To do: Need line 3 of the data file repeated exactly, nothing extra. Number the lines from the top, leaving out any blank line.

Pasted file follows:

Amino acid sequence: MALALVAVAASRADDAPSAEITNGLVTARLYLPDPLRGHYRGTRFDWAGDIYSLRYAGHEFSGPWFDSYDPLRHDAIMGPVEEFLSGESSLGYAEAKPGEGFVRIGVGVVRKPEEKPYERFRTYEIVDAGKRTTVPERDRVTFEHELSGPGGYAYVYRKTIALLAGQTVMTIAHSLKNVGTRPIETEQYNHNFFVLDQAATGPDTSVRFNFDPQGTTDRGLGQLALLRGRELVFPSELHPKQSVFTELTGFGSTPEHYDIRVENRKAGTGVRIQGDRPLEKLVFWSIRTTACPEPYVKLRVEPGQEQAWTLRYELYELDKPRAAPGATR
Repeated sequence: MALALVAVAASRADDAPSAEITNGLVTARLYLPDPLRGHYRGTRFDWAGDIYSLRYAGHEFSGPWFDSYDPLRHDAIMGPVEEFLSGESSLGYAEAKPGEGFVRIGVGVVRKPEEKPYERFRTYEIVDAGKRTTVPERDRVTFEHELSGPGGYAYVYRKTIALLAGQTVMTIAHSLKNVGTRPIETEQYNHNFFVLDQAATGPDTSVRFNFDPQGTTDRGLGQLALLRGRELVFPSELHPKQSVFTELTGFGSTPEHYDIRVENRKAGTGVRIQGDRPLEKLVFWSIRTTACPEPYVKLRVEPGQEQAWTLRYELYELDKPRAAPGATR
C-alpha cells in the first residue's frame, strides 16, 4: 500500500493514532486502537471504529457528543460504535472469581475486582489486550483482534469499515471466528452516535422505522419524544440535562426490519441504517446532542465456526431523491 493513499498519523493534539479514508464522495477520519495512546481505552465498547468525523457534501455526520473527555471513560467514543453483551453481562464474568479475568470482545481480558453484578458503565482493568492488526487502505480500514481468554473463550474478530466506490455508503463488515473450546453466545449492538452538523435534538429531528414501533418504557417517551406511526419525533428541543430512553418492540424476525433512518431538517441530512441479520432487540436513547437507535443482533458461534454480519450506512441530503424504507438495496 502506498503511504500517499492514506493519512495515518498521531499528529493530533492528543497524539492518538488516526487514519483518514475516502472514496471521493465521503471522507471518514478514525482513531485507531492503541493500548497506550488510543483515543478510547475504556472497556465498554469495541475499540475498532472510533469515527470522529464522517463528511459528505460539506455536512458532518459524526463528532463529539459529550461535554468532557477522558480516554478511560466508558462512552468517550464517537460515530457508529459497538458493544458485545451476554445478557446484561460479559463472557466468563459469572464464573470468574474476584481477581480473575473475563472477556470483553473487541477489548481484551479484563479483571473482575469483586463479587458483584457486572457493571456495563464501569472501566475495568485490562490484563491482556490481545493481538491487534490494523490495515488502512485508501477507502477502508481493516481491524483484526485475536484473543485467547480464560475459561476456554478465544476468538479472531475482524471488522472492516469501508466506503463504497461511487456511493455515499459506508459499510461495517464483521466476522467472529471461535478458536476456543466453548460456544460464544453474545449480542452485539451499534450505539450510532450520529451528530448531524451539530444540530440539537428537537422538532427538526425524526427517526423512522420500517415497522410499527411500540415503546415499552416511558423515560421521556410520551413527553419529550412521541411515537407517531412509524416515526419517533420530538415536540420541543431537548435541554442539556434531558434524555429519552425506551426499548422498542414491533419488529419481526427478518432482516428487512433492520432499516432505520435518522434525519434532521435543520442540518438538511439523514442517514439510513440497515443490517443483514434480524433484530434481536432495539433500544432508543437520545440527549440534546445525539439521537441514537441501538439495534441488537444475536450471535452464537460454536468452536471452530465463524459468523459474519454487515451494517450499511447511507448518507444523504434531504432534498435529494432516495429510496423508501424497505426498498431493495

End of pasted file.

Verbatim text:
C-alpha cells in the first residue's frame, strides 16, 4: 500500500493514532486502537471504529457528543460504535472469581475486582489486550483482534469499515471466528452516535422505522419524544440535562426490519441504517446532542465456526431523491 493513499498519523493534539479514508464522495477520519495512546481505552465498547468525523457534501455526520473527555471513560467514543453483551453481562464474568479475568470482545481480558453484578458503565482493568492488526487502505480500514481468554473463550474478530466506490455508503463488515473450546453466545449492538452538523435534538429531528414501533418504557417517551406511526419525533428541543430512553418492540424476525433512518431538517441530512441479520432487540436513547437507535443482533458461534454480519450506512441530503424504507438495496 502506498503511504500517499492514506493519512495515518498521531499528529493530533492528543497524539492518538488516526487514519483518514475516502472514496471521493465521503471522507471518514478514525482513531485507531492503541493500548497506550488510543483515543478510547475504556472497556465498554469495541475499540475498532472510533469515527470522529464522517463528511459528505460539506455536512458532518459524526463528532463529539459529550461535554468532557477522558480516554478511560466508558462512552468517550464517537460515530457508529459497538458493544458485545451476554445478557446484561460479559463472557466468563459469572464464573470468574474476584481477581480473575473475563472477556470483553473487541477489548481484551479484563479483571473482575469483586463479587458483584457486572457493571456495563464501569472501566475495568485490562490484563491482556490481545493481538491487534490494523490495515488502512485508501477507502477502508481493516481491524483484526485475536484473543485467547480464560475459561476456554478465544476468538479472531475482524471488522472492516469501508466506503463504497461511487456511493455515499459506508459499510461495517464483521466476522467472529471461535478458536476456543466453548460456544460464544453474545449480542452485539451499534450505539450510532450520529451528530448531524451539530444540530440539537428537537422538532427538526425524526427517526423512522420500517415497522410499527411500540415503546415499552416511558423515560421521556410520551413527553419529550412521541411515537407517531412509524416515526419517533420530538415536540420541543431537548435541554442539556434531558434524555429519552425506551426499548422498542414491533419488529419481526427478518432482516428487512433492520432499516432505520435518522434525519434532521435543520442540518438538511439523514442517514439510513440497515443490517443483514434480524433484530434481536432495539433500544432508543437520545440527549440534546445525539439521537441514537441501538439495534441488537444475536450471535452464537460454536468452536471452530465463524459468523459474519454487515451494517450499511447511507448518507444523504434531504432534498435529494432516495429510496423508501424497505426498498431493495